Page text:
On the 8th of March 2020, I had the pleasure of joining the Women's March in Kuala Lumpur for the first time. A friend of mine who went almost every year was the one who extended the invitation and since I didn't have anything to do anyways, I gladly accepted.
The day itself, we gathered in front of a building and stood amongst a bunch of other people who were there for the same cause. There were speeches, safety briefings, and friendly reminders. Then, we started our march.
Honestly, it was quite an amazing feeling to be marching alongside people whom you knew were there to represent something they truly believed in. While marching towards the final destination, we sang and held our posters up high. With determination in our voices and confidence in our steps, the feeling of empowerment slowly grew within my heart. Songs about rejecting the patriarchy and dirty politics filled the air throughout. The day was very hot, but the anger and dissatisfaction built up from years of mistreatment burned even more gloriously.
The march came to an end as we stopped at a field. Here, a few women were called to the front to either recite poetry or give a speech. I can't remember their exact words anymore but I do remember feeling overwhelmed with frustration, sadness, and disappointment. So much of society is made up of women and yet at times like then, it felt like women were just an insignificant portion of the world.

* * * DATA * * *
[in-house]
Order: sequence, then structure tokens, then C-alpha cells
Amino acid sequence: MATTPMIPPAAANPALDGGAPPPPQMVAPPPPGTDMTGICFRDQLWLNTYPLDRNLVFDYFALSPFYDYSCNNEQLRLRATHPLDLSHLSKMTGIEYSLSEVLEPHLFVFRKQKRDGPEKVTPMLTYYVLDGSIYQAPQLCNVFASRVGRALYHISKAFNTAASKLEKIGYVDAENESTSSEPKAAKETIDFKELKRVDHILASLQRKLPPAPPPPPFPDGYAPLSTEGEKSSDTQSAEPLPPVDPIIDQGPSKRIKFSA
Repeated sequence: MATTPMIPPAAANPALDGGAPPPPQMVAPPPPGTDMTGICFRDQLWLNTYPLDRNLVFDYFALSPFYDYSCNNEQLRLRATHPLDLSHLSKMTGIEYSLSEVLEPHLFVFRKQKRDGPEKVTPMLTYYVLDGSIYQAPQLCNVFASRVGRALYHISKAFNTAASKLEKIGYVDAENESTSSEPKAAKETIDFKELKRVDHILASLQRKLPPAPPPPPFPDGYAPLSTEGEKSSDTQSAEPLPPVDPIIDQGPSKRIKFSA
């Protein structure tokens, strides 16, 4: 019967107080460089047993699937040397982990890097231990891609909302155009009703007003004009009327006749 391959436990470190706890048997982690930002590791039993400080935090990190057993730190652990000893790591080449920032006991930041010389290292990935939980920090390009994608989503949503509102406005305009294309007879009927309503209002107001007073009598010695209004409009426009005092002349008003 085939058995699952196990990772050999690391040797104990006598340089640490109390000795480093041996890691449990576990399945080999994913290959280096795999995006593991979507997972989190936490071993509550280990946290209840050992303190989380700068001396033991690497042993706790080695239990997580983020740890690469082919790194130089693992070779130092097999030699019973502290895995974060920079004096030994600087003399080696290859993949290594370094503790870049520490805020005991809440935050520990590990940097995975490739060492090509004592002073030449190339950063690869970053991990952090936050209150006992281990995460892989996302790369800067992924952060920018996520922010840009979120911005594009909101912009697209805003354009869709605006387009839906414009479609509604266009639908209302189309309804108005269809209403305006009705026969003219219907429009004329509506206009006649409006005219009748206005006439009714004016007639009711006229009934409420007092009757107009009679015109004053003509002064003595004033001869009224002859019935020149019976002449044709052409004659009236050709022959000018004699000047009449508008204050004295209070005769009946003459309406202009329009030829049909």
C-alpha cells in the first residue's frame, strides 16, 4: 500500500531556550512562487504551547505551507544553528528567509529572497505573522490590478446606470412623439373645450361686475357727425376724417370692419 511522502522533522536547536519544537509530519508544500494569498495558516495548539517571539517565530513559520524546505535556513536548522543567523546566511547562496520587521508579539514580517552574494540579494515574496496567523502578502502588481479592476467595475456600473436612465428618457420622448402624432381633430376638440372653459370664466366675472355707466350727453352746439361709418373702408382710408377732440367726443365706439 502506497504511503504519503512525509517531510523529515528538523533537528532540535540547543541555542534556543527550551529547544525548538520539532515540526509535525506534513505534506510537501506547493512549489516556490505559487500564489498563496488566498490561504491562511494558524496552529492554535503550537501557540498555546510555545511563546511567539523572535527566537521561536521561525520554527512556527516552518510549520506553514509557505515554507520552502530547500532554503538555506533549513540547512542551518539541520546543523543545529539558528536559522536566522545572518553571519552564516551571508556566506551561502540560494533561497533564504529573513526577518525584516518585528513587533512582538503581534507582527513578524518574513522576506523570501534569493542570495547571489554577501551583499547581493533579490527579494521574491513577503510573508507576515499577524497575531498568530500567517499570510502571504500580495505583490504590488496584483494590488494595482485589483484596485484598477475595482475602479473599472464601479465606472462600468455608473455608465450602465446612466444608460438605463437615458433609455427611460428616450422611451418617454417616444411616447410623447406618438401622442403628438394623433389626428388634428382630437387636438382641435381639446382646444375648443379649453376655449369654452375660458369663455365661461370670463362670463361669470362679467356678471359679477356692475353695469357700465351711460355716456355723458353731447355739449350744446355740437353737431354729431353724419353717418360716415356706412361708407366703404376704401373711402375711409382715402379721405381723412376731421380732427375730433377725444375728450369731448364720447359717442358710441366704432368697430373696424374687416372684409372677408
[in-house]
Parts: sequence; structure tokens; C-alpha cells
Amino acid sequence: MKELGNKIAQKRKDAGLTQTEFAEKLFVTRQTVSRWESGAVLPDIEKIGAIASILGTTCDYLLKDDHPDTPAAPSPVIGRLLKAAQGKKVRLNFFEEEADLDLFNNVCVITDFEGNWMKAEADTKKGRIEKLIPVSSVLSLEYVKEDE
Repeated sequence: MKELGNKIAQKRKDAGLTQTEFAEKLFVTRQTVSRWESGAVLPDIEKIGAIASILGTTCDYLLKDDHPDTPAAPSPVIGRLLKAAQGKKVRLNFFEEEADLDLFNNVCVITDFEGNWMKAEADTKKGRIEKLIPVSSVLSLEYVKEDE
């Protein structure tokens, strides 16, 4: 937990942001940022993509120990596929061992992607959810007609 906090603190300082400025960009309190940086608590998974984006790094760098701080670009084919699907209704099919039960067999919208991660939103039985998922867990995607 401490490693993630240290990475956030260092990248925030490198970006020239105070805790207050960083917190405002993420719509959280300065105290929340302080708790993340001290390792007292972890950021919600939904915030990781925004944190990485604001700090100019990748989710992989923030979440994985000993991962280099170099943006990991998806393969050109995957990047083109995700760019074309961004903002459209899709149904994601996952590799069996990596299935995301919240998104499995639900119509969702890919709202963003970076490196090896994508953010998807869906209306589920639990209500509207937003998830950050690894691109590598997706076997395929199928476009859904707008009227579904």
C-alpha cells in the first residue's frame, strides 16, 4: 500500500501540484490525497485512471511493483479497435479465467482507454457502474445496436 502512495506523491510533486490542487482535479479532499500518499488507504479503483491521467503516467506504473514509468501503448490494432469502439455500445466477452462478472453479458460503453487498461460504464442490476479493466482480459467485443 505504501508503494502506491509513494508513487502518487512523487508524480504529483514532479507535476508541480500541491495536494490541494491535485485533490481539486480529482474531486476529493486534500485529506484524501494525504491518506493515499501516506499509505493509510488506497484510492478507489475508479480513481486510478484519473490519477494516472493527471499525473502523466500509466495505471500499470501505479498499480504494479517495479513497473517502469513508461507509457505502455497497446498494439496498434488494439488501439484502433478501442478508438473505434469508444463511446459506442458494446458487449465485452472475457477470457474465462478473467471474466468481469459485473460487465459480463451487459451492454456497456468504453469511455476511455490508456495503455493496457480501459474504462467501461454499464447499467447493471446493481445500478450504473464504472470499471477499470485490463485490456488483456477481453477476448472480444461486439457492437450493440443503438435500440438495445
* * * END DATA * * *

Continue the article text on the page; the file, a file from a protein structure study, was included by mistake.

After everyone sang their hearts out to What's Up by 4 Non Blondes (the ultimate feminist anthem methinks), we parted ways. The organizers made sure to send people off in big groups so that everybody was protected and had companions. At this point, I remember questioning the need to do such a thing. Then as if the universe heard my thoughts and wanted to give an answer, a couple of men on the street started harassing some girls in my group for their attire. As we walked by them, they started asking us whether or not showing so much skin was appropriate. Quite frankly, a person's attire should be nobody's business but their own. But of course, these men just had to voice out their dissatisfaction with these girls' clothing.
Our group opted to just ignore them and walked past quickly. I thought that was the end of the situation. Suddenly, one of my friends who was at the back of the group called out to the front and told us to walk faster because the men were following us. One thing led to another, we all rushed into a restaurant and settled down there. They left us alone then.
Afterwards, I remember telling my friend how shocked I was at the audacity of some people to actually resort to such actions. To this day, her reply rings clear in my mind and pops up from time to time as a reminder of everything to fight for. She said, "You would think that the world is a better place now. Then these kinds of things happen and you realize how bad everything still is."
I look forward to the day I can finally store her words away for good.